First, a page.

I want to create a speaker hole pattern like this:

But I’m not sure where to start. Can this be achieved without laborious positioning in Illustrator or similar software?

**Answer**

I’ll add my method, since it seems to me like it’s the simplest. Basically, you:

- Computationally generate the circles in Python
- Render them as a simple SVG file
- Open file in Illustrator

Here is the Python script (requires `svgwrite`

and `math`

):

```
"""
This script has two purposes:
- Simple demonstration of using Python (specifically the svgwrite library) to create an SVG file
- Answer the question http://graphicdesign.stackexchange.com/q/56200/21332
"""
# n[x] should give the number of circles at a distance of (x+1)*d from the center
d = 30
n = [8, 16, 20, 20, 20]
r = 7 # radius of each circle
# Calculate the center points of each circle
circles = [(0, 0)] # There is always one circle in the middle
import math
for i in range(0, len(n)):
m = n[i] # m is the number of circle in this "row", i is the number of the row
for j in range(0, m): # for each circle...
phi = 2*math.pi*j/m # Calculate the angle at which the circle will be
# Convert polar coordinates to cartesian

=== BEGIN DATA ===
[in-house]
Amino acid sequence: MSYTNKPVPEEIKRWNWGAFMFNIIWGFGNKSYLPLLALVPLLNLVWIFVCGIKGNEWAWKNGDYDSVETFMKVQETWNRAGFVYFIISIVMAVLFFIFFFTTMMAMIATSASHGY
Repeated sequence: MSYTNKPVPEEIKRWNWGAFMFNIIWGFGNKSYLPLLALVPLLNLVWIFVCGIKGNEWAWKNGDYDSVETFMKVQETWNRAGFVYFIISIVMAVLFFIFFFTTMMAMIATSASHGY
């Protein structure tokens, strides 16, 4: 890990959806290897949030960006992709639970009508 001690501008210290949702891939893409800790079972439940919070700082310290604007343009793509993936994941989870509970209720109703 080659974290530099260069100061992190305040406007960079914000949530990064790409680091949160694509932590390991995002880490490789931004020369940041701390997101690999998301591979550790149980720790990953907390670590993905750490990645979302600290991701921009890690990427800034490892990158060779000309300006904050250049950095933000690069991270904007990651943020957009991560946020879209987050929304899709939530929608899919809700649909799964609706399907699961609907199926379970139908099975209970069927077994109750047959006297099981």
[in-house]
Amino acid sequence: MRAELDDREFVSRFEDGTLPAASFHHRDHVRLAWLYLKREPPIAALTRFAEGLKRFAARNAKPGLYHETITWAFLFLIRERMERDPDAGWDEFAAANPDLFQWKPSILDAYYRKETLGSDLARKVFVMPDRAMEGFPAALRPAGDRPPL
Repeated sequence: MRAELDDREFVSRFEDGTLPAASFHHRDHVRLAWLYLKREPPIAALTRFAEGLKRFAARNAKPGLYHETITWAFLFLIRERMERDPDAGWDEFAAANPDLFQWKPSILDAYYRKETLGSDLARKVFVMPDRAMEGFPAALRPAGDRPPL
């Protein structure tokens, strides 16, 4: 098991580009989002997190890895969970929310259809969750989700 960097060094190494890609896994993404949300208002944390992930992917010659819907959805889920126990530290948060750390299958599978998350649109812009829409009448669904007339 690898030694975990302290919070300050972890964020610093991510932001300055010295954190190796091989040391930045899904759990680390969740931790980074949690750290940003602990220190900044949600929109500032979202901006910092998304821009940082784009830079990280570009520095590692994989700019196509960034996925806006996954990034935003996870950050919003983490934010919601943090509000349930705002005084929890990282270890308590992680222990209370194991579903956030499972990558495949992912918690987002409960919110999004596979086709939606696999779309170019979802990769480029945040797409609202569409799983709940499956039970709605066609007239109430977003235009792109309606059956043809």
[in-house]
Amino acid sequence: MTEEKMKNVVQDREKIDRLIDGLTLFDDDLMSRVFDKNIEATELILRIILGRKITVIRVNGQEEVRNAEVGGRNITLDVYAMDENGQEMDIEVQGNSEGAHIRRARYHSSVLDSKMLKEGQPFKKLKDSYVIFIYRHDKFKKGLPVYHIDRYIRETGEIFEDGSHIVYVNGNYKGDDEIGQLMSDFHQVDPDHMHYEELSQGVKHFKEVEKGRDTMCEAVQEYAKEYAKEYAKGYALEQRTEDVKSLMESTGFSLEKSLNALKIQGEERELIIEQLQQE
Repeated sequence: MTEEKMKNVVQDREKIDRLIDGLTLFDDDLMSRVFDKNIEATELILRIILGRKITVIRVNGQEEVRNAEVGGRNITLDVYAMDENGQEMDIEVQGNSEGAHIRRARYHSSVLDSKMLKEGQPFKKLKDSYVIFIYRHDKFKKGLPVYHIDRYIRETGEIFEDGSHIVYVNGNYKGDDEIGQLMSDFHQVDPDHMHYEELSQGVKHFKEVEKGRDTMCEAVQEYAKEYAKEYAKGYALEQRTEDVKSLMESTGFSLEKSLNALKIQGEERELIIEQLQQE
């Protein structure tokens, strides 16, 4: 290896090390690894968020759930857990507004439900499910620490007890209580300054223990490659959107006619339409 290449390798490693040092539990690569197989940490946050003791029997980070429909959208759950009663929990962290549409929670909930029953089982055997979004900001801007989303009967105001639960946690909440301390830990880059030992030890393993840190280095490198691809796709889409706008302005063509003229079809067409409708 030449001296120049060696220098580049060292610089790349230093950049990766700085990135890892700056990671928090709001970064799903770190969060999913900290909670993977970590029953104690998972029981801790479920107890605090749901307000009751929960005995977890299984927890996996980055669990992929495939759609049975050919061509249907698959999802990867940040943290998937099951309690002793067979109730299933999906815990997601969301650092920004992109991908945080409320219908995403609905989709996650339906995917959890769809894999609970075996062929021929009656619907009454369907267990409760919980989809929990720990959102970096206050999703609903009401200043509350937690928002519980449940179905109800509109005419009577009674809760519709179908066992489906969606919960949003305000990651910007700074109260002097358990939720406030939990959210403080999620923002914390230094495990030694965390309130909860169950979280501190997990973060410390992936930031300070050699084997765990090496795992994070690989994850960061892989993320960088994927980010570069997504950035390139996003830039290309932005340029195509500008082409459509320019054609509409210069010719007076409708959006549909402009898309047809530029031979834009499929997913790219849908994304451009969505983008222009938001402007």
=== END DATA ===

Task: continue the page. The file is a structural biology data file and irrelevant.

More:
x = d*(i+1)*math.cos(phi)
y = d*(i+1)*math.sin(phi)
circles.append((x, y))
# Write circles to SVG
import svgwrite
# Determine correct size of drawing
width = max([c[0] for c in circles])*2.2
height = max([c[1] for c in circles])*2.2
dwg = svgwrite.Drawing('demo.svg', size = (width, height)) # output will be in the same folder as this script
# offsets for shifting all circles so that the SVG can be easily viewed in browser
x_offset = min([c[0] for c in circles])*1.1
y_offset = min([c[1] for c in circles])*1.1
for c in circles:
adjusted_x = c[0] - x_offset
adjusted_y = c[1] - y_offset
dwg.add(svgwrite.shapes.Circle((adjusted_x, adjusted_y), r))
# Save the file
dwg.save()
# Print SVG source to console
print(dwg.tostring())
```

It will create an SVG file in the directory it’s in. You can open this in a browser:

Or in Illustrator:

You should use a bigger Illustrator window than me, though, mine was a bit too small to work with comfortably…

If you can’t have Python scripts create files (maybe running this in an online Python interpreter) then simply comment out `dwg.save()`

. The last line prints the contents of the SVG to console, you can paste this into Notepad, then save as `my file.svg`

.

I got carried away and added a few “neat” features, like:

- Make sure the circles are properly centered, so that circles with negative coordinates don’t get clipped when viewing in your browser.
- Resize the SVG canvas.

You could easily leave these out, since Illustrator doesn’t hide objects outside canvas bounds and allows you to resize the canvas manually:

**Attribution***Source : Link , Question Author : Tom , Answer Author : Superbest*